Drought-tolerant tomatoes, improved wheat and grass pea could provide crops for the future.
Friday, November 28, 2014
Better Understanding of Disease Resistance Genes in Crops
Effector-triggered defence concept describes how plants protect themselves against the apoplast.
Friday, June 06, 2014
Public-private Research Partnership to Support Sustainable Agricultural Systems
The partnership will support projects that will help provide solutions to key challenges affecting the sustainability of the UK crop and livestock sectors.
Friday, May 23, 2014
A Synthetic Biology Approach to Improve Photosynthesis
Assembling a compartment inside chloroplasts of flowering plants has the potential to improve the efficiency of photosynthesis.
Friday, May 16, 2014
Green Vaccination: Boosting Plant Immunity Without Side Effects
A team of international researchers has uncovered a mechanism by which plants are able to better defend themselves against disease causing pathogens.
Tuesday, May 06, 2014
Rothamsted Research Granted Permission for new GM Field Trial
Permission granted by Defra for Rothamsted to carry out a field trial with GM Camelina plants that produce omega-3 fish oils in their seeds.
Monday, April 28, 2014
BBSRC, NSF Co-Fund International Arabidopsis Resource

Friday, March 14, 2014
Genetic traits in cattle identified that might allow farmers to breed livestock with increased resistance to bovine tuberculosis (TB)
The BBSRC-funded scientists compared the genetic code of TB-infected animals with that of disease-free cattle, could help to impact on a disease that leads to major economic losses worldwide.
Tuesday, February 18, 2014
UK Establishes Three New Synthetic Biology Research Centres
Bristol, Nottingham and a Cambridge/Norwich partnership will be UK centres for synthetic biology.
Friday, January 31, 2014
£17.7M for Major Long-Term Research Projects to Harness the Power of Bioscience
Research for agriculture, health, alternatives to fossil fuels, and new commercial products.
Monday, December 16, 2013
Crop-Infecting Virus Forces Aphids to Spread Disease
Viruses alter plant biochemistry in order to manipulate visiting aphids into spreading infection.
Friday, December 06, 2013
More than Bread and Beer: the National Collection of Yeast Cultures
Yeasts are one of the earliest, if not the earliest, biological tools used by people.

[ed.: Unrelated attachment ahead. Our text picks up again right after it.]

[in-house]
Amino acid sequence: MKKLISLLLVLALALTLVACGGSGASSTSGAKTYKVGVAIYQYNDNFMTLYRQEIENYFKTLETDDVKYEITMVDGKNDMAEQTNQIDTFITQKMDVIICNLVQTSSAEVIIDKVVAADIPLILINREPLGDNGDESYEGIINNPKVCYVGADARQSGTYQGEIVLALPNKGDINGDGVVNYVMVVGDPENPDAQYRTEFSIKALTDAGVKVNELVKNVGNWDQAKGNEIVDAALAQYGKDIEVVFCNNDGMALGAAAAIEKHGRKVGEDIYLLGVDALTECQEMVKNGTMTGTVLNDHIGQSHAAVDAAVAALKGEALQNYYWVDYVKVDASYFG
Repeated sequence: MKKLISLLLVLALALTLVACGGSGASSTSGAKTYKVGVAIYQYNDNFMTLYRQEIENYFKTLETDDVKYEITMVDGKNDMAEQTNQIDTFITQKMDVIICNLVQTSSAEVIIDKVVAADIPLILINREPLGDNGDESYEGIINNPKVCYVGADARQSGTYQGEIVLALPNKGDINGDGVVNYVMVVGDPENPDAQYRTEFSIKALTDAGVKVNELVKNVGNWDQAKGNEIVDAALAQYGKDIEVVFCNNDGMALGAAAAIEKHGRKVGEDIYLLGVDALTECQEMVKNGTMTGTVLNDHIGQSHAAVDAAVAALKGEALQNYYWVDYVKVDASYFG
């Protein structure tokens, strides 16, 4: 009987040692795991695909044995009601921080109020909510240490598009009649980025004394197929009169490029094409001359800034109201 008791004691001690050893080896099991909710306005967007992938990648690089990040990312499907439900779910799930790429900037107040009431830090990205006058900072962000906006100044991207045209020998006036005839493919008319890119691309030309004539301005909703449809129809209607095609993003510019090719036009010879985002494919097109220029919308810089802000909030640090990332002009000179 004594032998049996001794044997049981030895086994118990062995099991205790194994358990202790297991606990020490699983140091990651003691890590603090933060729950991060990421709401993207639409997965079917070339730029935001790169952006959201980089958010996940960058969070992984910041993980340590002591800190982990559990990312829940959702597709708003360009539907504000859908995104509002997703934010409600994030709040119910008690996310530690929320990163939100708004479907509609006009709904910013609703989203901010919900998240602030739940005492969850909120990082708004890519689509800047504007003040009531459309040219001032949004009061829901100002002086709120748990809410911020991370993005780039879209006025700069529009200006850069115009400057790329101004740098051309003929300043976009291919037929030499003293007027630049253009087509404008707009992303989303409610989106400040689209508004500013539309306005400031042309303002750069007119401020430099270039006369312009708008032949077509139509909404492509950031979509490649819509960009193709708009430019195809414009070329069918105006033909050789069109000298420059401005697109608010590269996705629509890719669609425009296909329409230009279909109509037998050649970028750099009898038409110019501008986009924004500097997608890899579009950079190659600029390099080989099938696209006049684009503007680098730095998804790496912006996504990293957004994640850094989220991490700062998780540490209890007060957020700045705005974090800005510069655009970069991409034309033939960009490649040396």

Thursday, November 28, 2013
Scientific News
Photosynthesis Gene Could Help Crops Grow in Adverse Conditions
A gene that helps plants to remain healthy during times of stress has been identified by researchers at Oxford University.
Pancreatic Cancer Stem Cells Could be "Suffocated" by Anti-diabetic Drug
A new study shows that pancreatic cancer stem cells (PancSCs) are virtually addicted to oxygen-based metabolism, and could be “suffocated” with a drug already used to treat diabetes.
Scientists Learn How to Predict Plant Size
VIB and UGent scientists have developed a new method which allows them to predict the final size of a plant while it is still a seedling.
Scientists Home In On Origin Of Human, Chimpanzee Facial Differences
A study of species-specific regulation of gene expression in chimps and humans has identified regions important in human facial development and variation.
Nanoporous Gold Sponge Makes Pathogen Detector
Sponge-like nanoporous gold could be key to new devices to detect disease-causing agents in humans and plants, according to UC Davis researchers.
Genetic Manipulation for Algal Biofuel Production
Studies of the genes involved in oil synthesis in microalgae allow scientists to use a gene promoter to increase algal production of triacylglycerols, which in turn enhances potential biofuel yields.
Phosphorous Fertilizer
UD researchers identify behaviors of nanoparticle that shows promise as nanofertilizer.
Marijuana Genome Unraveled
A study by Canadian researchers is providing a clearer picture of the evolutionary history and genetic organization of cannabis, a step that could have agricultural, medical and legal implications for this valuable crop.
Grape Waste Could Make Competitive Biofuel
The solid waste left over from wine-making could make a competitive biofuel, University of Adelaide researchers have found.
Accelerating Forage Breeding to Boost Livestock Productivity
International expert skill-sets in genomics and bioinformatics enhance our capacity to breed improved forages for Africa.
Skyscraper Banner

Skyscraper Banner
Go to LabTube
Go to eposters
Access to the latest scientific news
Exclusive articles
Upload and share your posters on ePosters
Latest presentations and webinars
View a library of 1,800+ scientific and medical posters
2,600+ scientific and medical posters
A library of 2,500+ scientific videos on LabTube
3,800+ scientific videos